The Women’s World Cup has been in the news for all the right reason these past few weeks. It’s been a glorious tournament that has brought record numbers of viewers and sports bets placed as well.
In fact it’s expected that 1 billion viewers will have tuned into the event by the time the final between the Netherlands and the United States is played on Sunday.
Having the spotlight shined so bright has also helped to hear the voices of leaders in the sports like US soccer Megan Rapinoe highlight the huge pay disparity between the woman’s team and their US counterpart and between women’s and men’s soccer in general.
A report came out showing a $410 million gap in the prize money payout between the men and women for the World Cup.
At the same time, interest in betting on the World Cup has reached unprecedented heights. The sports betting website Betfair reports that £225 million has already been bet after the semifinals, compared to £92 million for the last World Cup. The game between England and the US shattered their record for most money placed on the game. £14 million was placed on it and the previous record for an individual game was £7.5.
These totals are estimated to be just 5% of the total global stake being placed on this World Cup. Anyway you add it up, women’s soccer has become huge business in the sports betting world.
But with so many players and teams underpaid and unappreciated by their associations, that leaves the door open for match fixing and corruption that threatens to bring the whole thing crashing down.
FIFA is aware of the problem and they created integrity workshops for each of the 24 competing nations as well as the referees. They also have a control center in Paris to oversee the live betting markets as they monitor any suspicious betting activities.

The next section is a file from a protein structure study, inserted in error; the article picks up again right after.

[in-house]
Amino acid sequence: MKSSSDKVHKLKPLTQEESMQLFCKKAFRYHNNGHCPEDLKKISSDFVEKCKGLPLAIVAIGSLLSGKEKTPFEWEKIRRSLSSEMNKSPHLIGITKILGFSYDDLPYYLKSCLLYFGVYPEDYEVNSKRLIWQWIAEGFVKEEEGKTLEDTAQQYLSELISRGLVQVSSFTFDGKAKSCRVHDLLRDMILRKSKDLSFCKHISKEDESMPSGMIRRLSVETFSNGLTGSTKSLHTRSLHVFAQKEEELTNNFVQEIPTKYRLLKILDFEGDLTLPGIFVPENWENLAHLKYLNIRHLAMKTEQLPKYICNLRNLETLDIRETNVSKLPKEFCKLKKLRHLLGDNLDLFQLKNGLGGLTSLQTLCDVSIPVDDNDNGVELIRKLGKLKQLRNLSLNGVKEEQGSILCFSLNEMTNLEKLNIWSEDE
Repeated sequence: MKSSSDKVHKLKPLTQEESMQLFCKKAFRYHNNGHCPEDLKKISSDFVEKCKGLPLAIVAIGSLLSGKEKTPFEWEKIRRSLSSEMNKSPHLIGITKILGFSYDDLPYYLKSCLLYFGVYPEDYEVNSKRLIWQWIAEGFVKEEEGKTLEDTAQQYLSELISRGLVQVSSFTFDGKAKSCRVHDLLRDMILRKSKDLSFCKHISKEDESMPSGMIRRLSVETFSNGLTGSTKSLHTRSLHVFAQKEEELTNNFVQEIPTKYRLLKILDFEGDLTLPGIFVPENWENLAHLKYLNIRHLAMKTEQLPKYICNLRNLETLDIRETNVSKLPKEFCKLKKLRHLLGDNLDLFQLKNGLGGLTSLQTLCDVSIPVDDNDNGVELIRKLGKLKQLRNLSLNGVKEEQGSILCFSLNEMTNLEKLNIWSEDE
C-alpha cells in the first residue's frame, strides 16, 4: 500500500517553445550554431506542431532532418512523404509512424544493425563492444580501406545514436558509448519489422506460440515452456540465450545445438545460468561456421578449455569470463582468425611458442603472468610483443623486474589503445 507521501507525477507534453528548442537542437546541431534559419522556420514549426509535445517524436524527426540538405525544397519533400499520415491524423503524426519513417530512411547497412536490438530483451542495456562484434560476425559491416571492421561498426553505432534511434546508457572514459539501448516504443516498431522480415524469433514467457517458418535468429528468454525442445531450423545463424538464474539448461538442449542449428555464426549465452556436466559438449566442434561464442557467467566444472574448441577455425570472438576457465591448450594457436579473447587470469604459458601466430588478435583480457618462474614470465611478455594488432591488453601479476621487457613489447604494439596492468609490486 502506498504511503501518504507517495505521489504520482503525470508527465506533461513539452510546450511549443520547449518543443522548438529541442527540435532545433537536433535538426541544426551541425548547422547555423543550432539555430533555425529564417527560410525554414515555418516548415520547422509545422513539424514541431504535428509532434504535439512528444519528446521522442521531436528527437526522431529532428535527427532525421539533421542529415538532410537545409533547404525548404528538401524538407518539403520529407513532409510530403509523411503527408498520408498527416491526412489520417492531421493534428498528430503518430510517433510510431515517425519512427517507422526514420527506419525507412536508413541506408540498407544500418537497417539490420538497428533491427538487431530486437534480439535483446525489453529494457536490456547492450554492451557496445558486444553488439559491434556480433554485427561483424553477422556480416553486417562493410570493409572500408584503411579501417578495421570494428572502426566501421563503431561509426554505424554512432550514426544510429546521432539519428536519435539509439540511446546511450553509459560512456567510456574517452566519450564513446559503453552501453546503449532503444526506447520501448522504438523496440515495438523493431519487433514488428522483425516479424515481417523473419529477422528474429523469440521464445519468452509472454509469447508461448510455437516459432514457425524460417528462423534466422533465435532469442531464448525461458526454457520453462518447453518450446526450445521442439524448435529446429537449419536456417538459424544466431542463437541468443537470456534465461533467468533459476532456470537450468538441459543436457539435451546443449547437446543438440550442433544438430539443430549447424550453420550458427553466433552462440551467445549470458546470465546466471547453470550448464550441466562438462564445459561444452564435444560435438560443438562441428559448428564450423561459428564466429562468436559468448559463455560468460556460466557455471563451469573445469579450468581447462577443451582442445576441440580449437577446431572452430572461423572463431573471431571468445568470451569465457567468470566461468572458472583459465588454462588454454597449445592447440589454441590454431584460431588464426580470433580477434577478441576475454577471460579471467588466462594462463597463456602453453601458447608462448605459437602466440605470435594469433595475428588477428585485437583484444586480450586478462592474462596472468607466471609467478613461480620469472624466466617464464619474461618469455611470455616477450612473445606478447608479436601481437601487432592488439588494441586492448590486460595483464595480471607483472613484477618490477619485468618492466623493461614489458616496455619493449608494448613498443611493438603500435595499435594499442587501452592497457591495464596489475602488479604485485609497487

It’s a bit of a stretch to expect match-fixing at such a high profile tournament as the World Cup, but as Vassilis Barkoukis from Aristotle University helps to point out, “Our research showed that athletes not being paid, or not being paid regularly, in sports that are not under strict supervision but included in betting are more vulnerable to match-fixing. I think women’s sports fall into this.”
In regions such as South America, Africa, Australia and even Europe where the popularity of the sport is far exceeding the investments the associations are placing in the game, opportunities are there for match-fixing to take place.
In 2018 police in Spain made several arrests for a multitude of match fixing at multiple levels. Three under-16 Belgium players also reported being offered $50,000 to throw a game. In 2017 the coach of Macedonia’s team was suspended after telling her players to concede a goal on purpose.
All of this has happened before the current explosion of the game taking place. If the associations are not willing to address the roots of the issue and help support the women’s game at a rate commensurate to the men and to what they are doing to grow the sport, those vulnerabilities will remain in place to be exploited.